Diving into wine tasting can be quite daunting, especially if you’re just starting out. At times, you might know what a wine feels like and can describe its characteristics, but you might not hold the right vocabulary to describe the wine. Here are 8 of the most basic wine tasting terms you need to know, so when you’re at your next tasting, you can describe a wine like a pro. 

1. Balance 

The word ‘balance’ suggests that the wine’s three main components, namely fruit, alcohol, and acid, are working together harmoniously. For red wines, tannins are also considered an integral component to measure the balance of a wine. 

2. Body

Body is the textural impression created by a wine. It refers to the feeling of the wine in your mouth, its heaviness, and its viscosity. Full bodied wines fill your palate with texture and intensity like a Malbec. Meanwhile, medium bodied wines find a good middle ground like a nice Sangiovese. Light bodied wines like a Pinot Noir are usually refreshing.

3. Complex

Complex flavours and aromas are desirable features in a wine. The complexity of a wine can come from the primary aromas and flavours that come from grapes and the fermentation process. The complexity of a wine can also come from the combination of these with secondary and tertiary characteristics that come from post fermentation and the ageing process.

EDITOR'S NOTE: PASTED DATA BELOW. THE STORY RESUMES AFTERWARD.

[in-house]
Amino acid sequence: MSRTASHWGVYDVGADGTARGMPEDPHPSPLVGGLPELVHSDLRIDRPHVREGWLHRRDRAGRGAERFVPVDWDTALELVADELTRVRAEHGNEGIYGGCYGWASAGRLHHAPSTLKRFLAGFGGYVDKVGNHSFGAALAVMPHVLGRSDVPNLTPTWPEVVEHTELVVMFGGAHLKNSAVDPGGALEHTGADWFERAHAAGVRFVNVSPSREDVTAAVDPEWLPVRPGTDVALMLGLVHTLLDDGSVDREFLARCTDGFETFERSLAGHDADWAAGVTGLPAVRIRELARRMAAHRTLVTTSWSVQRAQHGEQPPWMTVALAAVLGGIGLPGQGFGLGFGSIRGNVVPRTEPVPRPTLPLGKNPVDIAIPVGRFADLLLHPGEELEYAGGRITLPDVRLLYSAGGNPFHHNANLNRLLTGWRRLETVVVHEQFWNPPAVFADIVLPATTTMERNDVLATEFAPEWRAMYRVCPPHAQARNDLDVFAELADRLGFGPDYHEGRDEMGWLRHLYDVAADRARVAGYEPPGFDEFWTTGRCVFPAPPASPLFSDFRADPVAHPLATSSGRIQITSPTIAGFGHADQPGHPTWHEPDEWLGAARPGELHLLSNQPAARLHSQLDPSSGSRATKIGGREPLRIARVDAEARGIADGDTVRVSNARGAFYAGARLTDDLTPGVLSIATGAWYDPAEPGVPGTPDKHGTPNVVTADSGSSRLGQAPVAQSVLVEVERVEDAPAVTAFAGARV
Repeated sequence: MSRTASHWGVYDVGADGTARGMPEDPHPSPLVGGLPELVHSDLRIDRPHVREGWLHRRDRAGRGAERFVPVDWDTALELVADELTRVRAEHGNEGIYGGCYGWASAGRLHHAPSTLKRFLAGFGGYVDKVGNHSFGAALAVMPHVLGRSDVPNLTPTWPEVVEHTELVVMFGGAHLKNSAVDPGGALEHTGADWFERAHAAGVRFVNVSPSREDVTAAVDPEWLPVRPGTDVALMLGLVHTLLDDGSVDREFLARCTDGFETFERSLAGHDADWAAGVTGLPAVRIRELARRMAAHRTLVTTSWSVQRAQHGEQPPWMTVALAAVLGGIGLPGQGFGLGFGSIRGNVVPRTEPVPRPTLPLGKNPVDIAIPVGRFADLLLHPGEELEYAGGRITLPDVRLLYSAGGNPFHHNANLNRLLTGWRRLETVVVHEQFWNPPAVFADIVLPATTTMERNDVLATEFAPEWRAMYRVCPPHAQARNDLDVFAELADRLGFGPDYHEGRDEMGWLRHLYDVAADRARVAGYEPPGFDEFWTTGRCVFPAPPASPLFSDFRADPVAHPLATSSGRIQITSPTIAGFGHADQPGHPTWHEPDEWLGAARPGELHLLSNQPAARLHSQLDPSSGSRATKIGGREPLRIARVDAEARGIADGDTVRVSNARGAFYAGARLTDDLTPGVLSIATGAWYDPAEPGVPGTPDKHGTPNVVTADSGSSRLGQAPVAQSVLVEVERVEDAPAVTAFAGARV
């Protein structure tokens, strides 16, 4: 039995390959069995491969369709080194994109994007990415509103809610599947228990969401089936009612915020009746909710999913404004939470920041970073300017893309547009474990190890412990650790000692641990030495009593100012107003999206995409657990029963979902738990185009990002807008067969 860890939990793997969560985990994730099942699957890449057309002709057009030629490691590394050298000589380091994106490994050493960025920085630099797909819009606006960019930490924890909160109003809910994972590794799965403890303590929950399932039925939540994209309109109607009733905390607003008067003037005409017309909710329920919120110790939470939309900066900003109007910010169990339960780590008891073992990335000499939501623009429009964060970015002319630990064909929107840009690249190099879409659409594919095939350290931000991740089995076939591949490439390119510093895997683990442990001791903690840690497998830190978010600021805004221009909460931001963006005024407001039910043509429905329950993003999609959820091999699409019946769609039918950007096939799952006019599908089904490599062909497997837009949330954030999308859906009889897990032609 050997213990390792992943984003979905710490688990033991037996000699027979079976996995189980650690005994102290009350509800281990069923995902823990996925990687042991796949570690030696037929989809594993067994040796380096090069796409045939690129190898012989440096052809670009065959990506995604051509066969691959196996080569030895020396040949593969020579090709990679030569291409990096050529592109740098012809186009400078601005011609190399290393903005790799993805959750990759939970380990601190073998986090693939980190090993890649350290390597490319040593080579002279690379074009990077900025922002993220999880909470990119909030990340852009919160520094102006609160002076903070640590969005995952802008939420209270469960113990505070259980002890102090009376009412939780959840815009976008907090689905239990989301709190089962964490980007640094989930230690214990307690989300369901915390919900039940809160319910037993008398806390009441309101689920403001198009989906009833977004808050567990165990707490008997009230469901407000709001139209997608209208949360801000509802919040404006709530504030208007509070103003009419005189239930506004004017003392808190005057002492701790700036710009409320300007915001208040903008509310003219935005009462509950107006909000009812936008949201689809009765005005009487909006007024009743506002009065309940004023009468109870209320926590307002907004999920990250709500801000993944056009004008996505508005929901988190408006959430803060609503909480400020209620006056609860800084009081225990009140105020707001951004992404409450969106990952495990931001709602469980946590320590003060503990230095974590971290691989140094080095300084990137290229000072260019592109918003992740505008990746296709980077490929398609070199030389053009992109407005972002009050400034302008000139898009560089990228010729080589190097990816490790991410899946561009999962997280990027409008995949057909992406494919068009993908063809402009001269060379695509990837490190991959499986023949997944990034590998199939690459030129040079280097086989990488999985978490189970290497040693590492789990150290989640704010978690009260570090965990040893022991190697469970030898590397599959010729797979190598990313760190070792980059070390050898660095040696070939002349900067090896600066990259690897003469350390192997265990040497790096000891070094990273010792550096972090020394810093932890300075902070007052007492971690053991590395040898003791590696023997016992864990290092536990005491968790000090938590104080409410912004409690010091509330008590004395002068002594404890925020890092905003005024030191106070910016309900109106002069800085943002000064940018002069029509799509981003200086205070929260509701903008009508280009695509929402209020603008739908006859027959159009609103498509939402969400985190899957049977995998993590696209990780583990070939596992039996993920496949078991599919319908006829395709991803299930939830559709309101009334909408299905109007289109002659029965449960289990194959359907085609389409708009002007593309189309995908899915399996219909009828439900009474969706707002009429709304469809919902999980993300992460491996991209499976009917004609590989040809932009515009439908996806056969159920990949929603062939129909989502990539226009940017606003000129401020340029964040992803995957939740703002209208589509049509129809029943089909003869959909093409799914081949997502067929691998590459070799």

4. Aromas

The aromas of a wine, as the name suggests, points to the smell of a wine. Some of the most common aromas in a wine are associated with fruit, herbs, flowers, earth, grass, tobacco, mocha, and chocolate. 

5. Acidity 

It’s no secret that the acidity of a wine plays a vital role in wine. It gives the wine freshness and zing. The more acidic a wine is, the more refreshing and mouth-watering it will feel as you drink it. 

6. Finish

The finish of a wine is the aftertaste it leaves on your palate once you’ve finished drinking the wine. The finish of a wine can ideally have a big impact on your wine drinking experience. If a wine leaves a lengthy, lingering aftertaste on your palate, it’s said to have a long finish. 

7. Tannic

Tannins come from the seeds, skin, and stem of a grape. White wines are usually devoid of tannins, but are an important component in red wines. Alone, they can taste bitter, but will give different results depending on how they’re blended with the other components of a wine. When a wine has harsh tannins and leaves a puckery feel in the mouth, the wine is described as ‘astringent’. When there are a moderate amount of tannins in the wine, leaving the mouth feeling dry, the wine is described as ‘firm’. And when there are fewer tannins in a wine, giving a smooth, velvety feel, it's known as ‘soft’.


Oak has one of the biggest influences on the flavour of a wine. It comes from the oak barrels a wine is aged in. The oak in a wine adds flavours and aromas of vanilla, cloves, coconut, cedar, and more. 

To learn more about wine, visit www.sonalhollandwineacademy.com 

Originally published August 16, 2022

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